My friend, Bharat Punjabi, a Visiting Doctrinal Fellow specializing in the field of political economy, sent me some information about a group called “Rethinking Economics.” Based in Britain, they are a student-based movement determined to start a new conversation. We’ll be talking about them more in a future post. I love their set of three conclusions:
- We are thirsty for new ways of thinking. The economics we have been studying does not fit the economy we are living in.
- We need to ask new questions to get new answers, and we need a greater diversity of ideas in economics.
- We deserve new explanations and new responses to the economic, environmental, and social crises evolving on our planet.
You’ve got to love this stuff – the language, the chutzpah, the audacity, the dream.
Just this past weekend another group of rising thinkers and activists gathered in London, Ontario, and if you would have asked them, it’s likely they would have held out a set of aspirations close to those listed above. Called “PreX,” the day-long event was hosted and organized by Emerging Leaders. Their goal was simple: how to we create an energized city that brings in new dynamics while respecting the successes of the past. You can find out more about it by watching the brief video above.
I used social media a lot while there, but at one point I tweeted: “Personally, I feel this is one of the most vital meetings I have participated with in London. It gives me hope – and it’s coming.” It was clear to me that what was happening was not just the rising presence of the next group of leaders, but the fact that institutional players were there to help open doors to a new kind of future that our city desperately needs.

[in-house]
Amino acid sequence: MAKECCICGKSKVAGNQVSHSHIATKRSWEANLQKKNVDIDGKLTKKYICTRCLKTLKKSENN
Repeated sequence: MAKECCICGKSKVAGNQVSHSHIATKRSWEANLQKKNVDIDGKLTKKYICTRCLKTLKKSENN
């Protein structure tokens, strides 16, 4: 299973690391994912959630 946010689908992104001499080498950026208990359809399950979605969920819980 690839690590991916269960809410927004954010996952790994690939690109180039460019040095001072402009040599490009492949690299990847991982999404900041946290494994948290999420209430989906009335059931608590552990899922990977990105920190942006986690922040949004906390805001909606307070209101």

Former head of Canada’s Privy Council, Alex Himelfarb, was there and opened the event with some interesting news: across the economic spectrum, people of various persuasions are requesting a new discussion on the subject of taxes. What had once been a term banished to some kind of economic archipelago, a new consensus is emerging on the requirement for prudent public investments that comes with taxes. It wasn’t so much a revelation as it was a kind of collective release. Suddenly, through Himelfarb’s timely book, Tax Is Not A Four Letter Word, it’s permissible to talk about the public space and citizen/corporate investments again. Himelfarb, with all his experience, opened the door to a subject those present at the conference had been wanting to talk about openly for a long time. Check out his words in the video.
Regardless of where our community heads in the future, without public investment we will never get there. So, yes, I felt it was one of the most fundamental meetings I have ever had the privilege of attending. Suddenly everything is on the table, and just as suddenly a new future is emerging.